mutual trust, refer people. The important part of this is building
relationships, and I think this is best done, at any one time, with a small
number of people.
As a business owner, it could be argued, that I should want
to get really large Groups and make the most money. I disagree. I want my
members to get the most from the business networking they do in their Groups
and from the membership they pay. Within any one of my Groups there is a ‘Feel’
almost impossible to pin down but based on a mutual support of each other and
on the strong relationships that have been developed. So, what I want for the
members in my Groups are not just numbers of people there but of people who
understand that building relationships is the most important thing about business
networking. This is not a numbers game.
I recently met someone at a business networking event who
said “I don’t have any business cards, because I think they are a waste of
money” he went on to explain that people tended to remember him and, if they
wanted to know anything about his business, they would find him if they
searched online. I was amazed. My business is business networking and so that’s
what I do. In a working week I can meet perhaps a couple of hundred people and
whilst each person I meet is memorable in some way, I’m human so people I haven’t met before can be forgotten
or I can misremember the name of their company. When making contact with them
after the event it is the business card that is vital Why? Because I look at
their business online, look them up on Linkedin and connect*, and then make
appropriate contact by email. Appropriate? Some people may have asked to attend
one of my meetings, others have asked to be invited to our corporate events,
and some I have already met, and we are along the road of building a strong
Anyway, back to the business cards. I know that these days
people have various ways of collecting information electronically from the
business cards of people they meet. That is great, but there needs to be a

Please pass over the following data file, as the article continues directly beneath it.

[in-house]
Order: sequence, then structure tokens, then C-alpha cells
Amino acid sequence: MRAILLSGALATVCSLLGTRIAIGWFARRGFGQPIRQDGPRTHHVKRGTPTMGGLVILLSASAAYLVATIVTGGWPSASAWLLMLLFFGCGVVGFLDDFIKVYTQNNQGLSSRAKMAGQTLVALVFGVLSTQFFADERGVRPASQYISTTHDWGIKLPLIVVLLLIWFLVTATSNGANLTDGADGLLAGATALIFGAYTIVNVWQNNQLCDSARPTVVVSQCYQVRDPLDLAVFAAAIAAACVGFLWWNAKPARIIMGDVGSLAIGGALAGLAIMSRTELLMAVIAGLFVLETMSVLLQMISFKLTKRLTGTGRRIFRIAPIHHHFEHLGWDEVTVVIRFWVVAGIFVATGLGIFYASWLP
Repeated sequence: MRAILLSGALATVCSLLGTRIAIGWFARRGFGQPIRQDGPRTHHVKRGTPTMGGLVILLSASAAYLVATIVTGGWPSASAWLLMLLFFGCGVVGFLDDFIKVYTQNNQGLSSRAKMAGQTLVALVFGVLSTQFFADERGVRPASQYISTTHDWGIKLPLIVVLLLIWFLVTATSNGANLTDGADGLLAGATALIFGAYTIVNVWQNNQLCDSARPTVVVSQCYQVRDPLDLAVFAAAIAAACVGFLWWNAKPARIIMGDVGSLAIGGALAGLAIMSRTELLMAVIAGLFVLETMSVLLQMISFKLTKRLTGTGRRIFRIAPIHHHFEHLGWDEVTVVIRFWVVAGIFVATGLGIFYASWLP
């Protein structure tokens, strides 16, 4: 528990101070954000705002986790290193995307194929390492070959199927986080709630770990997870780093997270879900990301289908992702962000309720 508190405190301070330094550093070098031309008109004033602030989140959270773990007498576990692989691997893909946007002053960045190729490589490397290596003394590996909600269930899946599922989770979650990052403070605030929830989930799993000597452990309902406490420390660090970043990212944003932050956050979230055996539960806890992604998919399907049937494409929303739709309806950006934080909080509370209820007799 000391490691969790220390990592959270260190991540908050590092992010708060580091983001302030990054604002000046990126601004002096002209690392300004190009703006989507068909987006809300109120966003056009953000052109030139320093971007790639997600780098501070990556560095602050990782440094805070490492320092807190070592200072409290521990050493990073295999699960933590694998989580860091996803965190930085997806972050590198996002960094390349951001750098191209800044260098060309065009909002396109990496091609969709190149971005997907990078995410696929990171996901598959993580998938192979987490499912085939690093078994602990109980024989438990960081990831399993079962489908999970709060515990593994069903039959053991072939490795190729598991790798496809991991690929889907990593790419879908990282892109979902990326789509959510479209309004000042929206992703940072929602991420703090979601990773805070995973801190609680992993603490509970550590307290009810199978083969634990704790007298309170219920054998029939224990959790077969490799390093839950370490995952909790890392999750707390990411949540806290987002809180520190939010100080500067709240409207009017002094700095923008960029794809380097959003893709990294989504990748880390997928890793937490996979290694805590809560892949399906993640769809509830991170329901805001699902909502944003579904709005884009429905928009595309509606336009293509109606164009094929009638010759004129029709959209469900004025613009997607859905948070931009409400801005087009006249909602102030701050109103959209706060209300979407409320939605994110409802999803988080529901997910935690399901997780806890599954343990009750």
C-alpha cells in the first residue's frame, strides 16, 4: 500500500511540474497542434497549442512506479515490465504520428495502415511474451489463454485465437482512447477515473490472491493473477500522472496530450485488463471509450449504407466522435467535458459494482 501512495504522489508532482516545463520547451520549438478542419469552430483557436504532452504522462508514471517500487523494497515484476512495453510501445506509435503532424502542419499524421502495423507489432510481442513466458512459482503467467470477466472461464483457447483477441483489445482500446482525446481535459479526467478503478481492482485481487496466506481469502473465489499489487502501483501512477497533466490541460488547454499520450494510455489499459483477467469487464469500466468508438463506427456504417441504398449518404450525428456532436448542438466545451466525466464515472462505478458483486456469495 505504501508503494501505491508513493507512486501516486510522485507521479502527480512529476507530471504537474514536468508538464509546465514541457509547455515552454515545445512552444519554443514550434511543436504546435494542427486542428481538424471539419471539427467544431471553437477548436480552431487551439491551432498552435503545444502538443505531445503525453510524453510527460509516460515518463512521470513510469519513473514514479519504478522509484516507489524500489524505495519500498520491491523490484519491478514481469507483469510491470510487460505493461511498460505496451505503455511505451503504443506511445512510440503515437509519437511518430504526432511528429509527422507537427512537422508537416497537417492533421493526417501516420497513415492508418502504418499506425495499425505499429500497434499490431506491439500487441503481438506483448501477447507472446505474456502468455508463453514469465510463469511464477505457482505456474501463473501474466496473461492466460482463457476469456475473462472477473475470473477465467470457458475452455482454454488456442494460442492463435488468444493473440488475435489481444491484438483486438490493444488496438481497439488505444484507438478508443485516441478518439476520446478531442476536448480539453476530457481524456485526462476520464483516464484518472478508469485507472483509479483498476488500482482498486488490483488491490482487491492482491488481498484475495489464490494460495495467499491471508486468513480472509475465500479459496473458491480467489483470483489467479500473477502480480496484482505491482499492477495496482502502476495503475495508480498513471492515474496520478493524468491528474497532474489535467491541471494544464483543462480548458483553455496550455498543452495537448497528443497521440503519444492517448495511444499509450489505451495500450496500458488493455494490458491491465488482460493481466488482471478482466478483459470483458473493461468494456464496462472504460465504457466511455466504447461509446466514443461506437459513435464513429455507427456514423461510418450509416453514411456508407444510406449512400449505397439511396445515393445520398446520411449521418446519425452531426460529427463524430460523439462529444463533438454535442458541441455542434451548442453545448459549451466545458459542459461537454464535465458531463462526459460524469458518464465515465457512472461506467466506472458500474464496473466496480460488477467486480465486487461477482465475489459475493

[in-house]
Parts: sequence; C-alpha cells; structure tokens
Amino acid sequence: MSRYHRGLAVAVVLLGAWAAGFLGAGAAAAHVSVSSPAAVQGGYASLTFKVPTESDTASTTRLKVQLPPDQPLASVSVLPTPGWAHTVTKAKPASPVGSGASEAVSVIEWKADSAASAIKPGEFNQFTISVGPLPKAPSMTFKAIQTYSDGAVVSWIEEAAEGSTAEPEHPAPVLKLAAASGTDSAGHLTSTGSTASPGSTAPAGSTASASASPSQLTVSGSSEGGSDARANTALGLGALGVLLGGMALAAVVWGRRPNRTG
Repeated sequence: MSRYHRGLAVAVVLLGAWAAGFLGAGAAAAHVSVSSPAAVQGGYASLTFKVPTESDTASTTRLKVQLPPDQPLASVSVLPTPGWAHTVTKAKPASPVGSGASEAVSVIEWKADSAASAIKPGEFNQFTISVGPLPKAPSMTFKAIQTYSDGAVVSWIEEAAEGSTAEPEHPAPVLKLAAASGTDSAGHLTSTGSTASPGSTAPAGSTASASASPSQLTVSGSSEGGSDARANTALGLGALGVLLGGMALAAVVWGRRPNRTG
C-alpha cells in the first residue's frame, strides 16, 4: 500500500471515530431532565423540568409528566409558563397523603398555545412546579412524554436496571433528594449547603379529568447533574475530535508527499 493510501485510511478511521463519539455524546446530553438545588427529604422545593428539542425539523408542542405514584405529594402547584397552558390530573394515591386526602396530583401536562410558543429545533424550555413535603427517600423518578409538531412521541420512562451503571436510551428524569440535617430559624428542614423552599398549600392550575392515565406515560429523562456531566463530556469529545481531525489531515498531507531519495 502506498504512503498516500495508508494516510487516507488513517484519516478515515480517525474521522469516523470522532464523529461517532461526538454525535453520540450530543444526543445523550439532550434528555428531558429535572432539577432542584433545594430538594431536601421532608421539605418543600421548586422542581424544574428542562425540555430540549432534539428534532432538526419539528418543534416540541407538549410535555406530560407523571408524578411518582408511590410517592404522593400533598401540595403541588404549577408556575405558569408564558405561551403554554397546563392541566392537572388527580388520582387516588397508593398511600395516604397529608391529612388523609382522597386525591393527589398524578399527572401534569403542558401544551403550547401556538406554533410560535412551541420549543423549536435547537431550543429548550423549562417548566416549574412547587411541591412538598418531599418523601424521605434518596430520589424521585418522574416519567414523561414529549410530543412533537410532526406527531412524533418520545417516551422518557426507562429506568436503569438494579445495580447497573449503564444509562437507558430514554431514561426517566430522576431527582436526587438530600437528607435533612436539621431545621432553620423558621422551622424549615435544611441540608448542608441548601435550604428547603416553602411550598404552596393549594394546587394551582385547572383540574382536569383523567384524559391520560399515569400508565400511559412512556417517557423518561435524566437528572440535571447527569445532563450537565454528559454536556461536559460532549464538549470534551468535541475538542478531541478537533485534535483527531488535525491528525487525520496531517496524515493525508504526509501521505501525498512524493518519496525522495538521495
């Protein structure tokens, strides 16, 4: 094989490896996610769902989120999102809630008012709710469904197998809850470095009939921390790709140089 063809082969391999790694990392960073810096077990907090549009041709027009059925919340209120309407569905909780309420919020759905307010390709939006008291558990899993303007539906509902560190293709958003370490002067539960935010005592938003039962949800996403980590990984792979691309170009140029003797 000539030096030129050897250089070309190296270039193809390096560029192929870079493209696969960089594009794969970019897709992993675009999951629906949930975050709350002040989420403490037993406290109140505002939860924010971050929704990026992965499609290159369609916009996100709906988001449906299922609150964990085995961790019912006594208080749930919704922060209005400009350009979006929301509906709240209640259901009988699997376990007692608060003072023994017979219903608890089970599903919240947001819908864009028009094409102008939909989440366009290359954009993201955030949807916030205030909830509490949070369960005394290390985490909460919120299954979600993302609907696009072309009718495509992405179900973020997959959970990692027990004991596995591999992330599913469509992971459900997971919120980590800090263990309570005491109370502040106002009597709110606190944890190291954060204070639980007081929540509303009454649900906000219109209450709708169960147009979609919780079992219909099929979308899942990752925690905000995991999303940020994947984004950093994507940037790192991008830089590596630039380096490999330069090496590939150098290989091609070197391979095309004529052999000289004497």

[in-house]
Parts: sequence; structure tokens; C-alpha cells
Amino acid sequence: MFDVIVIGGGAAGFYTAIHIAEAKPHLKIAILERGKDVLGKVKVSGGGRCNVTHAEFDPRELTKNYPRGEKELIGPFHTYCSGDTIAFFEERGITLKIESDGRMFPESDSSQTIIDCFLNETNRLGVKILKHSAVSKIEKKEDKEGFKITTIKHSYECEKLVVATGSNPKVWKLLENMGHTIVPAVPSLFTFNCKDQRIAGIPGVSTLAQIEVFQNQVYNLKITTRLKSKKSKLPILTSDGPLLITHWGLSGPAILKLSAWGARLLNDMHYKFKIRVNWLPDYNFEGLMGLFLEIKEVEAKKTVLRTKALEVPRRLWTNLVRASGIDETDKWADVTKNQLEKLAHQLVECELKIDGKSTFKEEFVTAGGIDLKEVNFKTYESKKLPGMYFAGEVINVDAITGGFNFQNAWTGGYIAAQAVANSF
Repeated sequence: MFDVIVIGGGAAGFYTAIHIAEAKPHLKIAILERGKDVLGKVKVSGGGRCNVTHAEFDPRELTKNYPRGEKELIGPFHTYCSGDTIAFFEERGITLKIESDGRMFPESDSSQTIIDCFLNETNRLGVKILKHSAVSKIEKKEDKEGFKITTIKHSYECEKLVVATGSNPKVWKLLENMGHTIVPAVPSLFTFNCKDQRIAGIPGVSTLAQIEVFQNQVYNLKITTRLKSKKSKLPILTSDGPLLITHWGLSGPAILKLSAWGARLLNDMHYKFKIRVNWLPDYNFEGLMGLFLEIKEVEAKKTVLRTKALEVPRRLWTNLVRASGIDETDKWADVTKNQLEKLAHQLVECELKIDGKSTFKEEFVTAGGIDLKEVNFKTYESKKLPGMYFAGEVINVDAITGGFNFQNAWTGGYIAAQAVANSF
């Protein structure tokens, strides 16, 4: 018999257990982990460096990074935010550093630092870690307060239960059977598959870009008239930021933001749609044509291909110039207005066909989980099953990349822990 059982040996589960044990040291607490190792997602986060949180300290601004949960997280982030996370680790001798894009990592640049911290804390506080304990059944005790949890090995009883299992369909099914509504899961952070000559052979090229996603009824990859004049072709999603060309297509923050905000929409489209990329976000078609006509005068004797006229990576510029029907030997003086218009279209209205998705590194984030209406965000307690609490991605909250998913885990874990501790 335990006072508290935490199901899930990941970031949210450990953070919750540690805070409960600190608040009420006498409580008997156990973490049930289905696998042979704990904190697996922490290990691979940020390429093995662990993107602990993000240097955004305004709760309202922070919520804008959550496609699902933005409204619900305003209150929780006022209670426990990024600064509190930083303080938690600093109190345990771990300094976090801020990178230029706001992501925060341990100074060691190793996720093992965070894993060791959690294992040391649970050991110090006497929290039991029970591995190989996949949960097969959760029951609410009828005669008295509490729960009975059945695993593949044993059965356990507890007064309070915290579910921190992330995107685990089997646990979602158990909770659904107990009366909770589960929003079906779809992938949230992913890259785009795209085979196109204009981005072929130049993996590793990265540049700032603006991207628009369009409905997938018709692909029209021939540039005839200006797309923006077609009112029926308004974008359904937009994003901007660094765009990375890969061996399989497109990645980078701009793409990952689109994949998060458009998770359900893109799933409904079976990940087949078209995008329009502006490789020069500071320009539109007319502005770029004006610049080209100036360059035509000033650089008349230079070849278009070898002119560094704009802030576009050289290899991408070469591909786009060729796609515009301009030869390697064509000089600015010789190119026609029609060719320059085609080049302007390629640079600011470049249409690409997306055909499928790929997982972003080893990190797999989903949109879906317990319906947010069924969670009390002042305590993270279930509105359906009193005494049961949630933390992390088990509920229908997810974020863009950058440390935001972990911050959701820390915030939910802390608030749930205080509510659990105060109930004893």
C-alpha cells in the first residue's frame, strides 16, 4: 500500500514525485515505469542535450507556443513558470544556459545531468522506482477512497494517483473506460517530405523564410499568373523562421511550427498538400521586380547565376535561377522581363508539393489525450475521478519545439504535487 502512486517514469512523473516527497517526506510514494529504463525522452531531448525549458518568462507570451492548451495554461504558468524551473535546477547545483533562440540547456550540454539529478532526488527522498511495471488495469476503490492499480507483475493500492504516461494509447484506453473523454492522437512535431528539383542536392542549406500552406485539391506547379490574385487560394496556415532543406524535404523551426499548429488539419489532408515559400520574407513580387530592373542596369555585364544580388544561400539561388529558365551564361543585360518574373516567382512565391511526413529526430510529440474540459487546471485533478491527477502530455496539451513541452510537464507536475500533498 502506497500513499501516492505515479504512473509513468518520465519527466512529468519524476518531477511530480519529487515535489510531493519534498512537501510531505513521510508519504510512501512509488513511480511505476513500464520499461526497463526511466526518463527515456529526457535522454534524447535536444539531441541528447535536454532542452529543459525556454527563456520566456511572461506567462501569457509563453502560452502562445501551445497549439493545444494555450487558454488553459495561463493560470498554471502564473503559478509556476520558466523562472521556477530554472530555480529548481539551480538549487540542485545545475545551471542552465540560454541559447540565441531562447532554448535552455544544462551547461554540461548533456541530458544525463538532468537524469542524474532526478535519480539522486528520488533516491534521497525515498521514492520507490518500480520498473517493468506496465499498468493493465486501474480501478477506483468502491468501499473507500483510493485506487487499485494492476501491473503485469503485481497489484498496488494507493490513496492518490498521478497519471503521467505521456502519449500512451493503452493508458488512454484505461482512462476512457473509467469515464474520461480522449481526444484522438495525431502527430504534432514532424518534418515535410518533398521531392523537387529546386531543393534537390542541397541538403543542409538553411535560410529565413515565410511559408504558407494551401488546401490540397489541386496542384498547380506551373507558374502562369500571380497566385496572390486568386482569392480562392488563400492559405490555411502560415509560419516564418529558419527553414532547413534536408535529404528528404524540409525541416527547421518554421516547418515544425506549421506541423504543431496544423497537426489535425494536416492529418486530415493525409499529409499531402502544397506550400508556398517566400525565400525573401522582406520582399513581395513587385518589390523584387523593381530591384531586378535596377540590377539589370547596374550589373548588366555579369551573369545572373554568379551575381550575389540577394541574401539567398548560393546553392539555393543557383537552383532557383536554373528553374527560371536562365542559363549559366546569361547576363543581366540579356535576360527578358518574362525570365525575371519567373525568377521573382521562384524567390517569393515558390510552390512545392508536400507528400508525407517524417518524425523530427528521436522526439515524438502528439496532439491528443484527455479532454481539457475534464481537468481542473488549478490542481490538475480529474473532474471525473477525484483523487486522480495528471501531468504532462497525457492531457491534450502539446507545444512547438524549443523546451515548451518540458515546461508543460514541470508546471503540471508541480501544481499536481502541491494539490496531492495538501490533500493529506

business card to collect the information from. So my advice to people who don’t
have business cards, or people who just have a telephone number on theirs?
Accept that we are all fabulous and all forgettable and help others help you
and your business by having a business card, it won’t be a waste of money.
*Recently told about ‘Find nearby’ on Linkedin If you, and
the person you are talking to, both have the Linkedin app on your phones: both
open them, tap the My Network tab. Tap Find nearby at the top of the screen.
As the owner of a membership business networking company it
could be said that, of course I want members to bring along people who might
become members, and that is true. So why should members do this? As a networker
we all want to be the person who people come to when they need some product or
service, someone who people see as someone who knows people. Why? Because if
someone asks me if I know a plumber, they are also going to ask me about my networking
if they decide they want to review the networking they do. I recommend all
types of networking to all types of people and, while I hope they will choose
my company when they decide on a membership type of commitment, I accept that
my type of networking, relaxed, informal, but business-focussed with no
pressure, is not for everyone. Some people need a formal style and pressure,
while others need a less structured approach, to get the most from their
One of my Group Directors (GDs) told me that, when they